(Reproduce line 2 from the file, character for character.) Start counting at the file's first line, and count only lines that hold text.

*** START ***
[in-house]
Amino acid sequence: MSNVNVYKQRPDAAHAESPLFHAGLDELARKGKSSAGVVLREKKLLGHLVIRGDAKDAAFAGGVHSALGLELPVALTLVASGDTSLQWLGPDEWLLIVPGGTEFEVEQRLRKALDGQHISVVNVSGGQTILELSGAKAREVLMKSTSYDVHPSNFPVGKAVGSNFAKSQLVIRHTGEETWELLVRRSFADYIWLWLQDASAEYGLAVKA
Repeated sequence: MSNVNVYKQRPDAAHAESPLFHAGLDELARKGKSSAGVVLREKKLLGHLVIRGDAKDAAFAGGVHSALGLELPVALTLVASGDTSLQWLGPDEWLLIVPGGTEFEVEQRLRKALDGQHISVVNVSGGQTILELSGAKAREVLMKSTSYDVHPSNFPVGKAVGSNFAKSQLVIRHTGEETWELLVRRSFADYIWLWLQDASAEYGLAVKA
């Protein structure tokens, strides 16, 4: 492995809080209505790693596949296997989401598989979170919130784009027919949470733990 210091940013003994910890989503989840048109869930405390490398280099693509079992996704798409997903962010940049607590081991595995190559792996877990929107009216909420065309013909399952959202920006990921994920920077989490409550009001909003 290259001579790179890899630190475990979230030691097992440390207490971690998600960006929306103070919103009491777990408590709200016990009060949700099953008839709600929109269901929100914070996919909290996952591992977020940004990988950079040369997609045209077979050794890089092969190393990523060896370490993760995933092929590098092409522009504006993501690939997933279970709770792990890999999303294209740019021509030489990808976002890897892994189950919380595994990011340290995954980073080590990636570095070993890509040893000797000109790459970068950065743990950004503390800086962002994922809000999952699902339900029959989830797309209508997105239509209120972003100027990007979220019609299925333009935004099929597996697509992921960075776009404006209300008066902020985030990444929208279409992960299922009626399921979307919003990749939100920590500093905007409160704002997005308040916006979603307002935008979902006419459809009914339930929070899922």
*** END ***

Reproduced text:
Amino acid sequence: MSNVNVYKQRPDAAHAESPLFHAGLDELARKGKSSAGVVLREKKLLGHLVIRGDAKDAAFAGGVHSALGLELPVALTLVASGDTSLQWLGPDEWLLIVPGGTEFEVEQRLRKALDGQHISVVNVSGGQTILELSGAKAREVLMKSTSYDVHPSNFPVGKAVGSNFAKSQLVIRHTGEETWELLVRRSFADYIWLWLQDASAEYGLAVKA